Top Contributor for August: Chelsea McLene!

Another month has passed and we have another opportunity to celebrate the work of our team and to highlight the dedication of a specific team member. This month, we are pleased to highlight the enthusiasm and thorough work of Chelsea McLene.

Even though Chelsea is still a physiotherapy student, her impact on the profession is already noteworthy. She is a high performing volunteer for Physiopedia and is currently part of the Physiopedia & Physioplus Rotation Team. This means that she is involved in many projects with both Physiopedia and Physioplus and is truly making impactful contributions.

She is a tremendous help as is always available to lend a hand. Thank you Chelsea for always sporting a smile and for inspiring others to contribute.  Well done on being the Top Contributor for August.

Your name: Chelsea McLene

Time active with Physiopedia: I started as a volunteer with Physiopedia in September 2020. It’s 11 months in August 2021.

Current role with Physiopedia: I create and review content as well as update pages with new evidence-based research. I am currently part of the volunteer rotation program and assigned to work with the Physioplus team. I will be working on Physiopedia pages next month, also with the volunteer rotation program.

Where did you go to university/college? Alvas College of Physiotherapy, Moodabirdri, India.

Where do you work? I’m studying physiotherapy in India.

Describe your role: I am 4th year physiotherapy student.

What is the most rewarding part of being a physiotherapist? Physiotherapy is a profession where we are always learning new things and helping people. It’s amazing that we can change a person’s life and breathe life into to their days. The most rewarding part, is being helpful to patients in every aspect of their existence. 

What are some of the more challenging aspects about being a physiotherapist? I can become mentally and emotionally attached to a patient; this can be a challenge.  Other challenges may be long treatment hours in a clinic and associated stresses. Physiotherapy is a challenging career; however, as a physiotherapist, it is incredibly rewarding to see individuals you are helping become stronger. To see the happiness in their face as they become healthier is a reward in and of itself.

What are some of your professional passions? I try to keep myself up to date with any information regarding rehabilitation. I’ve completed many courses on associated topics. I also try to attend webinars and conferences as much as possible.

What are a few of  your personal passions? I am passionate about anything that I do, and have a steady source of motivation which drives me to do my best. I’m into music, gardening and also sports. I absolutely love gardening and spending time with my pets.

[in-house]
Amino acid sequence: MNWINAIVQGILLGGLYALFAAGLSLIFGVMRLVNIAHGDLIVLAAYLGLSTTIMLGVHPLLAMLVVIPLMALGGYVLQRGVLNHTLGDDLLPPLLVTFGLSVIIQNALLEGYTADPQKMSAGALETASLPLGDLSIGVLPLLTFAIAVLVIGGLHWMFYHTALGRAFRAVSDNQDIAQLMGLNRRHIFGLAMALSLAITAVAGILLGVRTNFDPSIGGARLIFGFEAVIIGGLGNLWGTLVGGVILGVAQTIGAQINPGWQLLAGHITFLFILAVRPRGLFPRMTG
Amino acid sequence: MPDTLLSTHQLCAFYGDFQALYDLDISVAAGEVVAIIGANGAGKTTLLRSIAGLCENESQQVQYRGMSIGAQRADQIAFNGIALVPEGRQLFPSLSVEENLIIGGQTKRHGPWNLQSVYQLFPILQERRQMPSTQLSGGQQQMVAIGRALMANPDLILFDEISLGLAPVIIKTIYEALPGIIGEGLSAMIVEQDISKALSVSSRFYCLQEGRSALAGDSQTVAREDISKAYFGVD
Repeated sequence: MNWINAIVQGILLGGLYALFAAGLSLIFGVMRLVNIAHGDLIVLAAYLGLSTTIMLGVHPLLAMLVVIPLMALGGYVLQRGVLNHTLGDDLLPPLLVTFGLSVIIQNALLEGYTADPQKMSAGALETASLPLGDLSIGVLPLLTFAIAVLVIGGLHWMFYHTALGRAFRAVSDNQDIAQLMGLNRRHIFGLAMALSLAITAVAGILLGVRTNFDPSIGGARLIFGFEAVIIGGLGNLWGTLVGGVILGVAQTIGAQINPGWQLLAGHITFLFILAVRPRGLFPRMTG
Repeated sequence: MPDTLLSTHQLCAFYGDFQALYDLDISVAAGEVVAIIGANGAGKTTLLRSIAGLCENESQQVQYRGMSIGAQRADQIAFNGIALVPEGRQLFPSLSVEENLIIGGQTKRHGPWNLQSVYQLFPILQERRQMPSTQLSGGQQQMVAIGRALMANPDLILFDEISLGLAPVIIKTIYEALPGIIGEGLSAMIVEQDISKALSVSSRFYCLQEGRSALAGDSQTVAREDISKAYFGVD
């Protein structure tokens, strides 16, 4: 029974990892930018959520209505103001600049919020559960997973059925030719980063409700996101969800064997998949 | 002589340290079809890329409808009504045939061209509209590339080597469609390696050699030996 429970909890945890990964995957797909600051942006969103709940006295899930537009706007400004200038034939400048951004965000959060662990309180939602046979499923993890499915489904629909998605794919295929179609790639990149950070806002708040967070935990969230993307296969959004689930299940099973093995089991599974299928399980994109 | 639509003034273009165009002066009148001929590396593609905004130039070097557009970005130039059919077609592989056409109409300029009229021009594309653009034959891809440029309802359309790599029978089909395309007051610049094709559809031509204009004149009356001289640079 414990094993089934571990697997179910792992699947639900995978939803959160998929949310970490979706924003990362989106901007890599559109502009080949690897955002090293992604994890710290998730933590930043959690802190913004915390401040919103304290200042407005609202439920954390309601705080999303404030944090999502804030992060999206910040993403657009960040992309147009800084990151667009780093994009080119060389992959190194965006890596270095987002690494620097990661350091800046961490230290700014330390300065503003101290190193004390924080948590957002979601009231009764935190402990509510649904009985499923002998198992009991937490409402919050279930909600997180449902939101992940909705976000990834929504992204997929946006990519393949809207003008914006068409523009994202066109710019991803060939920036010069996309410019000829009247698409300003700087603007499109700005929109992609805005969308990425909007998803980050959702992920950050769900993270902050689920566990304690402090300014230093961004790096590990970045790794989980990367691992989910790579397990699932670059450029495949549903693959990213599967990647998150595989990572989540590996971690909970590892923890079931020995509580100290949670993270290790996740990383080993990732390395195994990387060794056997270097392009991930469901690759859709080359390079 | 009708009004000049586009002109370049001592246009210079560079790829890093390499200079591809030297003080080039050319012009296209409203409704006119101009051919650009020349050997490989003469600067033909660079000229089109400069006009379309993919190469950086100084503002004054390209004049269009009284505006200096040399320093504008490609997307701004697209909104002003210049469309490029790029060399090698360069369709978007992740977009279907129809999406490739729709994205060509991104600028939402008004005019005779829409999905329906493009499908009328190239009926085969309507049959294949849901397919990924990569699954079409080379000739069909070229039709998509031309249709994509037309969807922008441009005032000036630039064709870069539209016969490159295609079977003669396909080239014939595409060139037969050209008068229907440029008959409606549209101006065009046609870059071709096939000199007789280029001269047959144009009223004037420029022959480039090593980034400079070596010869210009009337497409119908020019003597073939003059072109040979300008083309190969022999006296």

What would be your advice to a newly graduating physiotherapist?

1. We are all learning new things. So do not forget to consider continuing education; it will really pay off.
2. Don’t be shy. Create networks, discuss clinical cases and seek different opinions.
3. Be comfortable with being uncomfortable. We are all humans and we do mistakes. Take things in a positive light and learn from every situation.
4. Set goals and ask for feedback.

Where do you see yourself in 5 years? Over the next few years, I want to develop skills in patient management. In five years, I would like to have gained experience in treating patients. I will be looking for opportunities to expand my responsibilities and to serve/help people in any way possible.

What are the best things about being a Physiopedia volunteer? As Physiopedia volunteers,  we review or create pages based on evidence-based science. As such, we end up learning many new insights along the way! Physiopedia has the best team with mutually supportive members.

How has being a Physiopedia volunteer helped your professional development/career progression? The knowledge gained during reviewing and updating pages, and the interest in continuing education really helps with my professional development. Selecting research based-evidence helps me to stay up-to-date with the latest insights.

What are your hopes and aspirations for Physiopedia? I hope Physiopedia grows with many informative and helpful pages, while each reader receives the best and most up-to-date information.

What is your favourite Physioplus course? Culture and Communication, The Person Behind the Patient, & The Environment Physiotherapy Programme.

 Anything else you would like to share?  It has been great working with the team thus far! Thank you.